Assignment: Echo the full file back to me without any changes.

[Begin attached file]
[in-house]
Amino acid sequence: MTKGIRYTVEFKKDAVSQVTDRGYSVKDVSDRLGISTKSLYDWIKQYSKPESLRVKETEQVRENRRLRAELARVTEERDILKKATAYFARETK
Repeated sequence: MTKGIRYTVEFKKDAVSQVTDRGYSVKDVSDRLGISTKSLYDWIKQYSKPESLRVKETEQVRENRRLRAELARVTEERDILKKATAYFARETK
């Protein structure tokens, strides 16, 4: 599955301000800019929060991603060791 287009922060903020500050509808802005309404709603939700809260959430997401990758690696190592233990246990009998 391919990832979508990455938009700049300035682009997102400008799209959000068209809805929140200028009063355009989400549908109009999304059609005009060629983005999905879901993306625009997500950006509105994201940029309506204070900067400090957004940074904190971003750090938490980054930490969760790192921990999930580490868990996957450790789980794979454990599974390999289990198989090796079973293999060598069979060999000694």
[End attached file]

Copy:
[in-house]
Amino acid sequence: MTKGIRYTVEFKKDAVSQVTDRGYSVKDVSDRLGISTKSLYDWIKQYSKPESLRVKETEQVRENRRLRAELARVTEERDILKKATAYFARETK
Repeated sequence: MTKGIRYTVEFKKDAVSQVTDRGYSVKDVSDRLGISTKSLYDWIKQYSKPESLRVKETEQVRENRRLRAELARVTEERDILKKATAYFARETK
């Protein structure tokens, strides 16, 4: 599955301000800019929060991603060791 287009922060903020500050509808802005309404709603939700809260959430997401990758690696190592233990246990009998 391919990832979508990455938009700049300035682009997102400008799209959000068209809805929140200028009063355009989400549908109009999304059609005009060629983005999905879901993306625009997500950006509105994201940029309506204070900067400090957004940074904190971003750090938490980054930490969760790192921990999930580490868990996957450790789980794979454990599974390999289990198989090796079973293999060598069979060999000694």